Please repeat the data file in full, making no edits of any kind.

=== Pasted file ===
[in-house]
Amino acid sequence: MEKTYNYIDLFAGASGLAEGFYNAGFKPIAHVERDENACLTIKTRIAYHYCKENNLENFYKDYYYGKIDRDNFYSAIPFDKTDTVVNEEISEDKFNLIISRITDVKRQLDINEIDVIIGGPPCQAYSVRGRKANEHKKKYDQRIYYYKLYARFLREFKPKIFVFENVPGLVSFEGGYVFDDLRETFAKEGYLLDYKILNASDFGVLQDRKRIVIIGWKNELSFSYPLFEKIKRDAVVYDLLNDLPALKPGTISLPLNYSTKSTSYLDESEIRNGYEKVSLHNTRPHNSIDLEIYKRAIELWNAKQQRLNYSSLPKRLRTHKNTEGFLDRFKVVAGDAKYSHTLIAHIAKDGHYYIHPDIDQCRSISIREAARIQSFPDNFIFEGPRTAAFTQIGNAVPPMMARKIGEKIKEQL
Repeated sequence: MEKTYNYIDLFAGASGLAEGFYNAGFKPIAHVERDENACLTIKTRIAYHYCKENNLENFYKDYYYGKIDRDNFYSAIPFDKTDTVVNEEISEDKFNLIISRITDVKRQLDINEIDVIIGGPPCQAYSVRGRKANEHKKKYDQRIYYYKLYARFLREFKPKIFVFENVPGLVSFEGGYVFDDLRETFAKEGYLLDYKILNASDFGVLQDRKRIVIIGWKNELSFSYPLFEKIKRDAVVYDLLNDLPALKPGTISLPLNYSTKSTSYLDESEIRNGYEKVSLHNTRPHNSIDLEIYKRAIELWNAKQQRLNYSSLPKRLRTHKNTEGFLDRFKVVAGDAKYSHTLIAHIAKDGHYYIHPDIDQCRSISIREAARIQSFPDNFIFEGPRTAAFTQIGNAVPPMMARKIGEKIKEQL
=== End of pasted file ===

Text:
[in-house]
Amino acid sequence: MEKTYNYIDLFAGASGLAEGFYNAGFKPIAHVERDENACLTIKTRIAYHYCKENNLENFYKDYYYGKIDRDNFYSAIPFDKTDTVVNEEISEDKFNLIISRITDVKRQLDINEIDVIIGGPPCQAYSVRGRKANEHKKKYDQRIYYYKLYARFLREFKPKIFVFENVPGLVSFEGGYVFDDLRETFAKEGYLLDYKILNASDFGVLQDRKRIVIIGWKNELSFSYPLFEKIKRDAVVYDLLNDLPALKPGTISLPLNYSTKSTSYLDESEIRNGYEKVSLHNTRPHNSIDLEIYKRAIELWNAKQQRLNYSSLPKRLRTHKNTEGFLDRFKVVAGDAKYSHTLIAHIAKDGHYYIHPDIDQCRSISIREAARIQSFPDNFIFEGPRTAAFTQIGNAVPPMMARKIGEKIKEQL
Repeated sequence: MEKTYNYIDLFAGASGLAEGFYNAGFKPIAHVERDENACLTIKTRIAYHYCKENNLENFYKDYYYGKIDRDNFYSAIPFDKTDTVVNEEISEDKFNLIISRITDVKRQLDINEIDVIIGGPPCQAYSVRGRKANEHKKKYDQRIYYYKLYARFLREFKPKIFVFENVPGLVSFEGGYVFDDLRETFAKEGYLLDYKILNASDFGVLQDRKRIVIIGWKNELSFSYPLFEKIKRDAVVYDLLNDLPALKPGTISLPLNYSTKSTSYLDESEIRNGYEKVSLHNTRPHNSIDLEIYKRAIELWNAKQQRLNYSSLPKRLRTHKNTEGFLDRFKVVAGDAKYSHTLIAHIAKDGHYYIHPDIDQCRSISIREAARIQSFPDNFIFEGPRTAAFTQIGNAVPPMMARKIGEKIKEQL